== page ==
CDOT and Divvy will hold adaptive cycling sessions to make bike-share more inclusive
Often people with disabilities are left out of bike share programs. So far, Chicago’s bike-share system Divvy has been no different. In an effort to increase transportation equity in our city, the Chicago Department of Transportation and Divvy are hosting a series of free adaptive cycling sessions for riders with disabilities. The sessions will be led in partnership with Adaptive Adventures, a national organization providing adaptive recreation experiences. Attendees will have access to a tandem bike, hand cycle, or recumbent bike.
CDOT Commissioner Gia Biagi said in a statement that the sessions as a way to “Help make cycling a more inclusive, inaccessible activity for Chicagoans with disabilities. Chicago continues to lead the way in bike-share innovation, and the coming sessions are the latest example of how we are working to meet the mobility needs of our residents.”
The vice president of transit, bike and scooter policy at Lyft, the operator of Chicago’s Divvy bike share system, Caroline Samponaro stated, “The goal of these adaptive cycling sessions is to extend access to cycling to people with disabilities. Adaptive cycles can be expensive, cumbersome, and difficult to store for many Chicagoans with small apartments. These sessions allow novice and experienced riders alike to hop on a bike and enjoy the ride with a community of cyclists.”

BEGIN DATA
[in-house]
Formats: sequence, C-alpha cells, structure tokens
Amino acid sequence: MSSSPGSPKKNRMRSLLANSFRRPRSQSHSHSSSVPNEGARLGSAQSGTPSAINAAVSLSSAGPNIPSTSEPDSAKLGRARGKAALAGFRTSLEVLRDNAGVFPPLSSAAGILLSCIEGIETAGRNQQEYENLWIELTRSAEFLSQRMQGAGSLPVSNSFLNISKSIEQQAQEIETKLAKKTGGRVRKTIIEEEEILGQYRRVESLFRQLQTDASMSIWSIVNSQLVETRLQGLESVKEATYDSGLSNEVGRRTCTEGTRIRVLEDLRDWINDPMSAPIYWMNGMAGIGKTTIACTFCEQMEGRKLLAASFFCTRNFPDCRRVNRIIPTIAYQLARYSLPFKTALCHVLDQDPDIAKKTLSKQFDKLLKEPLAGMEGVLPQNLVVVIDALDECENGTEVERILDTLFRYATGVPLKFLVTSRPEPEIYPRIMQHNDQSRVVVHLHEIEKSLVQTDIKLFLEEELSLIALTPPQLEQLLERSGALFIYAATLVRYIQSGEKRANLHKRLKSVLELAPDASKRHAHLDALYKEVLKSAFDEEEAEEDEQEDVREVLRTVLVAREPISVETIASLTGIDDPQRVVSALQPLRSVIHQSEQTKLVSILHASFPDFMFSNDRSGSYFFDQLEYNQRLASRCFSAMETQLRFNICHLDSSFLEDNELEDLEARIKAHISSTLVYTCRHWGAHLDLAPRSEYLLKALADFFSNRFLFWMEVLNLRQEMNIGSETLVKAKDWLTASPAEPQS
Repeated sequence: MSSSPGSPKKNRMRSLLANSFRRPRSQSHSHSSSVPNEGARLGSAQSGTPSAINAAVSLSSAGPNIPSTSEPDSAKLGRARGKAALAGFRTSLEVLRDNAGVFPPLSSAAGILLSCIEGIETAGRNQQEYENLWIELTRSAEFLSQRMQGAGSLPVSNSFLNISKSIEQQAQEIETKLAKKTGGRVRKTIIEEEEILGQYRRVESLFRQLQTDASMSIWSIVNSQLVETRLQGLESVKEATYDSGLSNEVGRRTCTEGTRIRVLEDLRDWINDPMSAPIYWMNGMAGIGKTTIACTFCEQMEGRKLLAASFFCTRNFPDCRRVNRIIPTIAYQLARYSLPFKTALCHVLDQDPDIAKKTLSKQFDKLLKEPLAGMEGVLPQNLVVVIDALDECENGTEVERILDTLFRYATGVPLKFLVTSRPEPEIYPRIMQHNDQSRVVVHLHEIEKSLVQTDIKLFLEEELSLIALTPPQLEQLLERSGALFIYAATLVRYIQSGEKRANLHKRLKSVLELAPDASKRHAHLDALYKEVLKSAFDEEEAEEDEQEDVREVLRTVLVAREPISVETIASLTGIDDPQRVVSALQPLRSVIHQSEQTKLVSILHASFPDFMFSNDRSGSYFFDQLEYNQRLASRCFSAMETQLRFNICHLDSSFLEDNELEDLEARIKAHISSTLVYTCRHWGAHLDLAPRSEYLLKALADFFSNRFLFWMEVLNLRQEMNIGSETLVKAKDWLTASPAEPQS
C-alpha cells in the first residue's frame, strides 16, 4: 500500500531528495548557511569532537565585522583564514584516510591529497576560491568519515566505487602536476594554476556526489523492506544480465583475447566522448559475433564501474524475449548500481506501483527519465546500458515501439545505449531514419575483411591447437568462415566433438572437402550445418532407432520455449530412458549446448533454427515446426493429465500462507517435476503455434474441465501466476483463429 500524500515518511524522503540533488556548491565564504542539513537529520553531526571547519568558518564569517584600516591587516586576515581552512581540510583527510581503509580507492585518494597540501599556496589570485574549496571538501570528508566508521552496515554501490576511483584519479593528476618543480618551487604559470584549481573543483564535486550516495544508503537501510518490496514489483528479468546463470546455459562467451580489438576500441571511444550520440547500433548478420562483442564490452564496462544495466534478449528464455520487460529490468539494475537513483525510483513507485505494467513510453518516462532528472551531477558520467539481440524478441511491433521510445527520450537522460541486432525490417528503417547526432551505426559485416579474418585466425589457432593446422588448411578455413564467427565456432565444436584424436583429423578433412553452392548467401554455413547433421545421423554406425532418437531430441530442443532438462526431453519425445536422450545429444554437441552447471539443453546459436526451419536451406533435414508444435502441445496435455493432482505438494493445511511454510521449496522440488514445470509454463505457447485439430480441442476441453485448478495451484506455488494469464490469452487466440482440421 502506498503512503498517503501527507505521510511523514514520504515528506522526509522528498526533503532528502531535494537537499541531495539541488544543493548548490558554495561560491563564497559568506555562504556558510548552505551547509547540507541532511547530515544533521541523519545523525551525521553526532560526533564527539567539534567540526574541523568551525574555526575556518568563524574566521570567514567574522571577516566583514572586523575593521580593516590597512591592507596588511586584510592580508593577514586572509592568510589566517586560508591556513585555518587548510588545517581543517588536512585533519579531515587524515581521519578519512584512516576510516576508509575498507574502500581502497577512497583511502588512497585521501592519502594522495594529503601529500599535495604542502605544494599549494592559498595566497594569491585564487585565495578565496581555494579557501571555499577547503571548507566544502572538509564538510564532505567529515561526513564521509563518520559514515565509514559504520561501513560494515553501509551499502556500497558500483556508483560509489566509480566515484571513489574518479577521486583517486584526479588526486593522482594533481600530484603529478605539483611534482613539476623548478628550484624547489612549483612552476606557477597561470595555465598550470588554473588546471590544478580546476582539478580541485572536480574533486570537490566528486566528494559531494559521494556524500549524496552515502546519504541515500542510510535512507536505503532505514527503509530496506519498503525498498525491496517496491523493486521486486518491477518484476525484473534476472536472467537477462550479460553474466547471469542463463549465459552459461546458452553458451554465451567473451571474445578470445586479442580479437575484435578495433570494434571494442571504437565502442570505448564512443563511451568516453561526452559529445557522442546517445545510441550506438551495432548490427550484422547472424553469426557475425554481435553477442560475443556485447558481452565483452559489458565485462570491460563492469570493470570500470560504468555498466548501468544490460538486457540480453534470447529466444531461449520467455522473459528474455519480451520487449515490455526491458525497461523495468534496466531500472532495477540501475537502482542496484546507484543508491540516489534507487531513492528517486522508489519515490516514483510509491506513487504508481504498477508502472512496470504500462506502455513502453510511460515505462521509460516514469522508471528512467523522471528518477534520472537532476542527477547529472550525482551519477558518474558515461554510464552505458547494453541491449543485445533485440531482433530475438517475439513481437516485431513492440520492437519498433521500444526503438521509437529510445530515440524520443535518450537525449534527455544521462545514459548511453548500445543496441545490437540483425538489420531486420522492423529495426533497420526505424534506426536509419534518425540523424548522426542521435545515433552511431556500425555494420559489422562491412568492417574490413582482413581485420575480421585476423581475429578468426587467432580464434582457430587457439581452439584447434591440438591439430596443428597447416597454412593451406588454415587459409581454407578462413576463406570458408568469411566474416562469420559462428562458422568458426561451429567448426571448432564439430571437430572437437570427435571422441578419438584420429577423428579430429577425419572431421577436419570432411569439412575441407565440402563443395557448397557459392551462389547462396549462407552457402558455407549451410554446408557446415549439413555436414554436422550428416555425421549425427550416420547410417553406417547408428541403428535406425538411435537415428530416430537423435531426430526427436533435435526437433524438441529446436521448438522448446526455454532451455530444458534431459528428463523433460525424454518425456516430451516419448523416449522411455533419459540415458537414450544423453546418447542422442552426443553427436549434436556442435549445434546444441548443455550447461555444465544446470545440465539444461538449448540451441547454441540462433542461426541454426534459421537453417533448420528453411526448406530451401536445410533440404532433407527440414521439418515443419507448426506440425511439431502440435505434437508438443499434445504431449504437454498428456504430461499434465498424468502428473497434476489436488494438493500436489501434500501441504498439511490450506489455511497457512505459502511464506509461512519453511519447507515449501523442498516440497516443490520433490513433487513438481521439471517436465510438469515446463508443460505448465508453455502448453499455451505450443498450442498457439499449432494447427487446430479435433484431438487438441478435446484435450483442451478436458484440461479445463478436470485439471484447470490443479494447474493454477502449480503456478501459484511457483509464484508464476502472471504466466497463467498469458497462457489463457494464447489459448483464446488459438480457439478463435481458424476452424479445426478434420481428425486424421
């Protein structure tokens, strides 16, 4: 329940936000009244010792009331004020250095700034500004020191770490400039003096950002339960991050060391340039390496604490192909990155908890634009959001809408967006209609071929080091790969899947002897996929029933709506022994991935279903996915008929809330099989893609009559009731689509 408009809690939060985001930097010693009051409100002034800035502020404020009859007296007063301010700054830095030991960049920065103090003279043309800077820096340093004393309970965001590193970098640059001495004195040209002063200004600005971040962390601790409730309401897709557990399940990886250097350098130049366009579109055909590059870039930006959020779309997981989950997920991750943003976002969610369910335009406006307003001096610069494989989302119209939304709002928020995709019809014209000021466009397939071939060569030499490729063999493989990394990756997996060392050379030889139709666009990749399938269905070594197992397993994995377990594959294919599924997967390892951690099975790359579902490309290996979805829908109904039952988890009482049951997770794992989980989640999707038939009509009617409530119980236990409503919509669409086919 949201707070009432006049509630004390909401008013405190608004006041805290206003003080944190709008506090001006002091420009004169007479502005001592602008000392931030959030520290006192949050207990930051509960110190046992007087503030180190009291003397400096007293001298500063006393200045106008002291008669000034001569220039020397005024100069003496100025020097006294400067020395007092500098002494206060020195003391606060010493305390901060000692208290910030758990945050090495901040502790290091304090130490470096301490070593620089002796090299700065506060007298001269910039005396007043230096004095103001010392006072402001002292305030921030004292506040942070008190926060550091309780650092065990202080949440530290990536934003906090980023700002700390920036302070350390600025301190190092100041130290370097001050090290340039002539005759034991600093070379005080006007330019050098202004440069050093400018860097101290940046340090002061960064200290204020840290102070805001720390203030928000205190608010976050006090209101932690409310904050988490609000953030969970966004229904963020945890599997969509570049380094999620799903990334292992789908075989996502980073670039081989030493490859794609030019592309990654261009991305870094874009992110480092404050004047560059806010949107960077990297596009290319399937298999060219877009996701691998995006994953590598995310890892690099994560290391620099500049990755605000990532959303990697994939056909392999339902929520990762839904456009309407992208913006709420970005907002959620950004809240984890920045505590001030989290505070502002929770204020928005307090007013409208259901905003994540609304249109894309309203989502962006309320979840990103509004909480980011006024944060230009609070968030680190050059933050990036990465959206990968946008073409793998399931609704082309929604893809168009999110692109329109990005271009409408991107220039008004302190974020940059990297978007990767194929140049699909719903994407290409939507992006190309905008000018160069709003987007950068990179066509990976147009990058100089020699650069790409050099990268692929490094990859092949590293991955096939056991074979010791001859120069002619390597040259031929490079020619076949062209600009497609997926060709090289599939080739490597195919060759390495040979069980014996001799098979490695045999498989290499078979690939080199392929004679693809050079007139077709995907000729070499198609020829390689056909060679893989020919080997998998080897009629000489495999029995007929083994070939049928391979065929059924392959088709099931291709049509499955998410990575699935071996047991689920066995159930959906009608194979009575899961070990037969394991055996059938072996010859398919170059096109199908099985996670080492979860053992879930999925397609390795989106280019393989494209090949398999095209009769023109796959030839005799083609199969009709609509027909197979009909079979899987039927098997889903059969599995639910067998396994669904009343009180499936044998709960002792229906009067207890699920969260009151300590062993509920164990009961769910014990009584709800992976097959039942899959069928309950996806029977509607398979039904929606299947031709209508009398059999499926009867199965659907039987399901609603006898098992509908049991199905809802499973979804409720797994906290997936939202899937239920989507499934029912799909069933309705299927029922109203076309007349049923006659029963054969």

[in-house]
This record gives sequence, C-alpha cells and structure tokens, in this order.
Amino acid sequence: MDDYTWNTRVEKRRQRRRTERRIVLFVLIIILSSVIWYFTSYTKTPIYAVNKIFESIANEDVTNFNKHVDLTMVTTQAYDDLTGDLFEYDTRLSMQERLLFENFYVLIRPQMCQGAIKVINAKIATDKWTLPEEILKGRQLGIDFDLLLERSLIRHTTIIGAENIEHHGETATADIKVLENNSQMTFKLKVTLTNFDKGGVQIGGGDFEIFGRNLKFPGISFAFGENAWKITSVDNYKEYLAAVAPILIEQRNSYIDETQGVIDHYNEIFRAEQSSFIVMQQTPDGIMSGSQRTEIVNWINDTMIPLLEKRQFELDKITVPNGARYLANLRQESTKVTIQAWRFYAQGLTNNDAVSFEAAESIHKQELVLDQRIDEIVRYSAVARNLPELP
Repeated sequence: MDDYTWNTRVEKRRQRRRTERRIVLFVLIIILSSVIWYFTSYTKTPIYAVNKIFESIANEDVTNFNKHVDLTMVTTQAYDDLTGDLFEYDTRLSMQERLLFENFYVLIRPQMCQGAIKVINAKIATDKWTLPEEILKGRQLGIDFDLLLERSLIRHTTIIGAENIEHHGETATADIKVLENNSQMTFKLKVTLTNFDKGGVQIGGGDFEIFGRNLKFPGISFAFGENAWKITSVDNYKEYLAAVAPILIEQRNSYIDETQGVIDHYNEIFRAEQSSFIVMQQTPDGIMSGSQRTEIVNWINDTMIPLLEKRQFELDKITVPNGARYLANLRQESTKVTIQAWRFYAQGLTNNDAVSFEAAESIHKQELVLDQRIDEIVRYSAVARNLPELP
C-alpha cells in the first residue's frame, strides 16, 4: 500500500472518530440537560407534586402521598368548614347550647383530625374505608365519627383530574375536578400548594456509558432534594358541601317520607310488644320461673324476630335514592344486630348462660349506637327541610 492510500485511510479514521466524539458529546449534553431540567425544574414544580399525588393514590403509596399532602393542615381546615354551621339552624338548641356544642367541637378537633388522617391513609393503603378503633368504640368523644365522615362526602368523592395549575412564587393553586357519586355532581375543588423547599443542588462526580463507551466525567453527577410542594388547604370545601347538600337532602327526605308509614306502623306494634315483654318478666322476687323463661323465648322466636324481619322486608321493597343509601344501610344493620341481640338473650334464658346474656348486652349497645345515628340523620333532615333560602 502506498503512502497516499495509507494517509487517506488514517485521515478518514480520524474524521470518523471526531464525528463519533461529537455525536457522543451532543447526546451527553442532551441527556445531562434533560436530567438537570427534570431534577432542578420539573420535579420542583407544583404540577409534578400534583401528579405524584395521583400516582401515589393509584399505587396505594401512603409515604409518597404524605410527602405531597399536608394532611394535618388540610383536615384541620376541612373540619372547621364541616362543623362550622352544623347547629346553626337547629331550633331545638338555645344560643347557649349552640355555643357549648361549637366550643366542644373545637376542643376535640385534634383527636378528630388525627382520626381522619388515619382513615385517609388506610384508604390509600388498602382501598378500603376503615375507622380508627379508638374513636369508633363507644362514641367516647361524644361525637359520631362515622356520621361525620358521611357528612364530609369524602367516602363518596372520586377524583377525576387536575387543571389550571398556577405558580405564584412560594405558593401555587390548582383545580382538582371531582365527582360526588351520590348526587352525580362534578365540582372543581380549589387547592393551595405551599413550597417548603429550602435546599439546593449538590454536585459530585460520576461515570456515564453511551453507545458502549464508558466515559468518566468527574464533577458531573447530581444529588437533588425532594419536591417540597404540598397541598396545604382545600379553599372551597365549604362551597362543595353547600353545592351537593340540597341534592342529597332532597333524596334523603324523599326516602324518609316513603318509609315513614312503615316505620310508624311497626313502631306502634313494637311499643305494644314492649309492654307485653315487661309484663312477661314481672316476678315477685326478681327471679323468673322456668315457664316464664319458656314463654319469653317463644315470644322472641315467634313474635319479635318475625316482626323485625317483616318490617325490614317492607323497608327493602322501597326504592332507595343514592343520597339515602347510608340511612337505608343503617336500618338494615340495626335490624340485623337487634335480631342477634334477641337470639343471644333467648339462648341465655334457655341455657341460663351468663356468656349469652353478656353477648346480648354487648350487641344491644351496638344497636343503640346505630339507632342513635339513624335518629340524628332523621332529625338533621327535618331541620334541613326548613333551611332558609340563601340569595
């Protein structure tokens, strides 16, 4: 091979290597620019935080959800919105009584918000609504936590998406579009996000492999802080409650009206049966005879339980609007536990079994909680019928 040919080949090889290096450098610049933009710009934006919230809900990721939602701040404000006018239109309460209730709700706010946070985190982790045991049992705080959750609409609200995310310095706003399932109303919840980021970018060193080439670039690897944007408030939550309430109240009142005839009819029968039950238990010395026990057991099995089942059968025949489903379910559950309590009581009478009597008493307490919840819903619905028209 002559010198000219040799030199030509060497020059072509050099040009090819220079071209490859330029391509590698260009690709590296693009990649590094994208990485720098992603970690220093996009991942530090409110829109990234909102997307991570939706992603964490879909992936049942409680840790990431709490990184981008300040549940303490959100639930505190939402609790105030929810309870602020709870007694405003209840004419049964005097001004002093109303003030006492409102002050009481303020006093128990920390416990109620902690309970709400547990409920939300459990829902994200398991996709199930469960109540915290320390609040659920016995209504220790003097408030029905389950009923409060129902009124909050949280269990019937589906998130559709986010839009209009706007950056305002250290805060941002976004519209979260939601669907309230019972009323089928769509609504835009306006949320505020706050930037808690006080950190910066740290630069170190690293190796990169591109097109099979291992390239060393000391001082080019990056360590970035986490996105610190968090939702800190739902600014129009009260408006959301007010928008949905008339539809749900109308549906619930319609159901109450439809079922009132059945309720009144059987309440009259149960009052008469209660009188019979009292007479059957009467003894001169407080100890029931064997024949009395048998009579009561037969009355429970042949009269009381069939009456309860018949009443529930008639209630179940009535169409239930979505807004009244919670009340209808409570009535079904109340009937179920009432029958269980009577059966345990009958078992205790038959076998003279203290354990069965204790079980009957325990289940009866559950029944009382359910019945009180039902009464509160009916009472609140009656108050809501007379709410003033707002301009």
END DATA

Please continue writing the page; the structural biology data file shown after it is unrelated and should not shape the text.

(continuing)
Adaptive cycling sessions for this year:
- Thursday June 30th (10am-2pm) at Douglass Park
- Thursday August 4th (10am-12pm) at Montrose Harbor
- Thursday August 25th (10am-12pm) at Marquette Park
- Thursday September 1 (10am-12pm) at Douglass Park
- Thursday September 29th (10am-12pm) at 31st Street Beach Lakefront Trail
- Tuesday October 18th (10am-12pm) at Marquette Park
Adaptive Adventures staff and volunteer guides will be onsite at each session to answer questions, help riders select the right cycle, provide training and encouragement, and offer safe storage of attendees belongings. Adaptive Adventures is hoping to expand to more locations this summer, including parks on the south and west side, with Lyft’s support.
The cycling sessions are based on several adaptive cycling models in New York City, San Francisco, and Portland. Lyft led community outreach sessions and found that riders with disabilities want adaptive cycling experiences that provide recreation, socialization, and exercise rather than one-way trips, commuting, or errands. Several barriers to adaptive cycling cited by riders include the expense of purchasing and storing adaptive cycling equipment, a lack of training or familiarity with adaptive cycling, and a lack of physically safe opportunities to attempt cycling. Hopefully the sessions with CDOT, Divvy, and Adaptive Adventures can help address these barriers by providing a free and safe opportunity to enjoy cycling.